Christopher Murphy of Chilmark, a member of the Martha's Vineyard Commission, called for a town-by-town approach to implementation and enforcement of development standards. "We need to plan together and regulate independently," Mr. Murphy said. "I would like to see a whole series of proposed bylaws and then let the towns pick what works for them."
The Martha's Vineyard Commission and the Island Plan should serve a "guiding role rather than an enforcing role," according to Mr. Murphy. "Enforcing comes from the towns...solutions from the bottom up will be the ones that work." Mr. Murphy's remarks drew a loud round of applause.
Echoing those remarks, Holly Stephenson of Tisbury commented "there needs to be agreements between the towns that we all get to appreciate the natural beauty of the entire Island."
Linda Sibley of West Tisbury, Martha's Vineyard Commission vice-chairman, emphatically remarked that "implementation has to happen town by town...zoning is a function of the town authority." However, she called for action on an Island-wide basis, because protecting "what we value about the life here cannot be done by the market, it must be done by commitment."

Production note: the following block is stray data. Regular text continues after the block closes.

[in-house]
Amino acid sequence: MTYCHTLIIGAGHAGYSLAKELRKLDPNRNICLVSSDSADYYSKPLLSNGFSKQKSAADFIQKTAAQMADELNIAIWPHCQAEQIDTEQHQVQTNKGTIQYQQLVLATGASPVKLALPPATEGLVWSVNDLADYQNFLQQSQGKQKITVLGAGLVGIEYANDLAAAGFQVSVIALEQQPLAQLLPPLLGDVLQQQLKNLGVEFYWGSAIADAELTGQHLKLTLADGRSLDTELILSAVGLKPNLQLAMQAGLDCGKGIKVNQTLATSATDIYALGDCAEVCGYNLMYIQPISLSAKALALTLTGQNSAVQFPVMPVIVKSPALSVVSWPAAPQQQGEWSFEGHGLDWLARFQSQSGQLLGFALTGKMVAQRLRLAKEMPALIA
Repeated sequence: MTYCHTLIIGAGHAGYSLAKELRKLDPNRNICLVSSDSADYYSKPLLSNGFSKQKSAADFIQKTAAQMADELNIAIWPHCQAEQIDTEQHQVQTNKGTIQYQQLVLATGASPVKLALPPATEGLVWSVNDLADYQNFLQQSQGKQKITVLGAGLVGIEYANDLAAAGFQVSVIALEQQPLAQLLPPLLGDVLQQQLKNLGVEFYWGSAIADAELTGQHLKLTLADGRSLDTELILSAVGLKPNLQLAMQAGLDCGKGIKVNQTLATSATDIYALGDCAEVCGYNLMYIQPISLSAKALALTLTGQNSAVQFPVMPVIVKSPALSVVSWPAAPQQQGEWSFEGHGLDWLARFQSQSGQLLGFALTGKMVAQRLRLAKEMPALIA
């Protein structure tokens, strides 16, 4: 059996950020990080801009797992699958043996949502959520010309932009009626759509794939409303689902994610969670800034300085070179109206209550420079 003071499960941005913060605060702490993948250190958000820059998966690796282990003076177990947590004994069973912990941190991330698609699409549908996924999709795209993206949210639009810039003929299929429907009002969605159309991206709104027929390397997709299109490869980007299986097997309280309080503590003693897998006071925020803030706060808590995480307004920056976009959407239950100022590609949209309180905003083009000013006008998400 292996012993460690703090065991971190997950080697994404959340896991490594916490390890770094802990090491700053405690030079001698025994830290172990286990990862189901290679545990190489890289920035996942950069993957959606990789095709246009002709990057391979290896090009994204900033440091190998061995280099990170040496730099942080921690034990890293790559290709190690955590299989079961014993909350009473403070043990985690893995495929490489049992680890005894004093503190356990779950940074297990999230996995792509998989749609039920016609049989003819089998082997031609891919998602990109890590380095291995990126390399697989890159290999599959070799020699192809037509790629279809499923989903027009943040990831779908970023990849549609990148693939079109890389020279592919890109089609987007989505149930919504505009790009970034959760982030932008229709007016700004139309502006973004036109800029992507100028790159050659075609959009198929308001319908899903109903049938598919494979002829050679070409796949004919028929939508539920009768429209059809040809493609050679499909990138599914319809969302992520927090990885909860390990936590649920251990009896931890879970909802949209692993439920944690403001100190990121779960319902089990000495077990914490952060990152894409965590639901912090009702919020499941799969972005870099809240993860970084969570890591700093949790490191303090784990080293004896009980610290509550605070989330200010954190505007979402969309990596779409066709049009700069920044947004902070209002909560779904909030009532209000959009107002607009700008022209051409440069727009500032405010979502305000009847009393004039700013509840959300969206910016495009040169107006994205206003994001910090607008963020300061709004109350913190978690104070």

Several in the audience expressed concern about the viability of Island living for the next generation. "These [development limiting] tools would make property more expensive...we have to balance how we protect what we have here and find ways for our sons and daughters to live here," said Nis Kildegaard of Edgartown.
In comments following the meeting, Tim Lasker, Chilmark planning board member and Democratic Party candidate for state representative, said, "It is important that we come up with an Island plan, but as was pointed out ... that plan needs to be implemented by the local town boards. Hopefully, the towns can work together in the implantation of that plan."
Assessing the forum attendees, Mr. Lasker said they were decidedly supportive of the Martha's Vineyard Commission and conservation interests. Missing from the meeting was the voice of the Island's construction industry, he said.
Martha's Vineyard Commission senior planner Bill Veno acknowledged that the MVC would have to make a more concerted effort to reach out to builders and contractors and "get greater representation and input from that community in the future."
The Martha's Vineyard Commission's next steps will include outreach to the individual towns, since they will have the greatest impact on land use, Mr. Veno said. The MVC expects to publish a comprehensive Island Plan report in 2009, he added.